Judith Elsea, a cofounder of the Palo Alto, Ca.-based venture fund-of-funds Weathergage Capital, has been a proponent of micro-VC funds since long before the term came into fashion.
We caught up last week to talk shop, during which time Elsea was fairly candid — except about whether eight-year-old Weathergage has sealed up a third, $200 million fund that the firm set out to raise 10 months ago. (Weathergage closed its first, $250 million vehicle, in 2007. It closed a second fund with $182 million in 2011.)
Weathergage invests in growth equity funds and venture capital, including micro VCs. On a percentage basis, much do you allocate to the last?
Micro VC is part of a larger practice. I couldn’t share how big a part, but we’re one of the pioneering investors in micro VC and we’ve increased our exposure over time. We saw that it was much easier and cheaper to start a company and that you could do a heck of a lot more at the product-market fit level with a lot less money. We saw the opportunity, but we didn’t know if we’d see investors set up much smaller size funds to capture entrepreneurs at that point in their companies’ development. But it happened that we did and we were fortunate to invest in some really talented investors.
I remember when Mike Maples — who you’ve backed — was starting out in 2006 with $15 million from 10 individual investors.
Many institutional investors and our peers in our general ecosystem thought we were half crazy for allocating some our capital to this area. But as time has gone on and returns have rolled in and been quite good and competitive, it’s attracted more investor interest and become a lot less of an oddity.
Still, no one knows yet quite how they’ll do.
The primarily characteristic of the performance so far is a large number of M&A and early exits. So you might say that’s an artifact of the current market. But that doesn’t mean they haven’t achieved exits fairly quickly and at fairly attractive multiples in aggregate.
I don’t know how much time it takes to prove a model – probably longer than we’ve seen in micro VC. But for the best-in-class managers, they seem to have found a nice niche in the VC ecosystem. We certainly see their companies getting sponsored by the best venture funds with great regularity. We see them getting attractive exits. To the extent that the funds aren’t fully liquidated yet, you could say they’re unproven. But you could say the same of any VC firm in last five years.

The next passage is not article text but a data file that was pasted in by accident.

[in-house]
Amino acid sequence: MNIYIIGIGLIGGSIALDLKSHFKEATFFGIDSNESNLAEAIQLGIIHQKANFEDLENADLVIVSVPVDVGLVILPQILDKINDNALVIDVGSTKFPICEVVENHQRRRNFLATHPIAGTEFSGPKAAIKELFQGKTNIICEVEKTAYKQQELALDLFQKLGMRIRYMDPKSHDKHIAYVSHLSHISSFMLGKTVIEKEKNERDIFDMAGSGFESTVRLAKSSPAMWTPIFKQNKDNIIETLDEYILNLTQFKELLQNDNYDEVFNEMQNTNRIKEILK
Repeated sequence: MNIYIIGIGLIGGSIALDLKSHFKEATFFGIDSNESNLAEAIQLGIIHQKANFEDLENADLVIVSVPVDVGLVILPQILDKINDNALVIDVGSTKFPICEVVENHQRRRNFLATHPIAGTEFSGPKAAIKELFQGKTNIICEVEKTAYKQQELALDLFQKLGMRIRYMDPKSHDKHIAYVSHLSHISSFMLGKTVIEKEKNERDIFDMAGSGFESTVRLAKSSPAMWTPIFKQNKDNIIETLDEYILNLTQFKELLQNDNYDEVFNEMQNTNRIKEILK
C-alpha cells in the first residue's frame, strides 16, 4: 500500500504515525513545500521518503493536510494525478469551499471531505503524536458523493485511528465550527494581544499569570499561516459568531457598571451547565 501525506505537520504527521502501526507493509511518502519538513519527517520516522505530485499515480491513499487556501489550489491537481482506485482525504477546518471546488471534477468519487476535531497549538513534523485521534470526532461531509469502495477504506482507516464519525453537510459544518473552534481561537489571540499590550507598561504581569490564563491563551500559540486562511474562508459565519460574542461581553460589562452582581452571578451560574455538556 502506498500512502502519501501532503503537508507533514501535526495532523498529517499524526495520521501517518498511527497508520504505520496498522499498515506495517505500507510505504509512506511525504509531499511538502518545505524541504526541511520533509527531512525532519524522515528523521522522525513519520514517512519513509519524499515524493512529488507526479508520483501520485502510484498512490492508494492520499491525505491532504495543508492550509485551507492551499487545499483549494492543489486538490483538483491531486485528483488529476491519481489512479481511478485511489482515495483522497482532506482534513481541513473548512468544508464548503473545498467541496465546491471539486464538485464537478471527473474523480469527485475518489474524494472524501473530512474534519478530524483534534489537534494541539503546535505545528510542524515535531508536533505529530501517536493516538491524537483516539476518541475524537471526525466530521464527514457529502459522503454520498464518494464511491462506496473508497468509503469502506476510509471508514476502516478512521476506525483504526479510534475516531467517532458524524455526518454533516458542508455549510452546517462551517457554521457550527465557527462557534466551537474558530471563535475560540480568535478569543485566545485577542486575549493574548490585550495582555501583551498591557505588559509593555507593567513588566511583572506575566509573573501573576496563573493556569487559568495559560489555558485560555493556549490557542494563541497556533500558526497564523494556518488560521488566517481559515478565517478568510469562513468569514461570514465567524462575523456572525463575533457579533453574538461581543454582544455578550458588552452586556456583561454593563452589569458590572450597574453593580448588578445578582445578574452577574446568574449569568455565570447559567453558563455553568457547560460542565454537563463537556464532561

Some LPs prefer new managers who have operating experience. Others prefer investing experience. Does Weathergage favor one or the other?
Some [of our top managers] have recent operating experience that resonates with entrepreneurs who matter. Some, because of the body of their investment work, resonate with the entrepreneurs who matter. So we don’t have a bias in that regard.
Do you care how much of the fund GPs contribute from their own pockets?
We’re looking for GPs to be committed in every way to the success of their endeavor. Sometimes that takes the form of capital commitment; in all cases, it’s the time and attention that they spend on their companies’ behalf. Especially in micro VC, where people have probably had some success in their previous lives but are raising very small funds, we don’t have a tendency to be dogmatic [about how much they kick in themselves].
As more funds compete for the attention of LPs, they’ve become increasingly specialized. Is that an effective strategy? Do you invest thematically?
We do, but we don’t express it by sectors. We have views on life sciences, for instance, so because we’ve been quite bullish on that area, we have sought out exposure to best-in-class life sciences managers. But we haven’t really gotten down to the level of saying, We need more Internet-focused managers. The investment opportunity is too dynamic.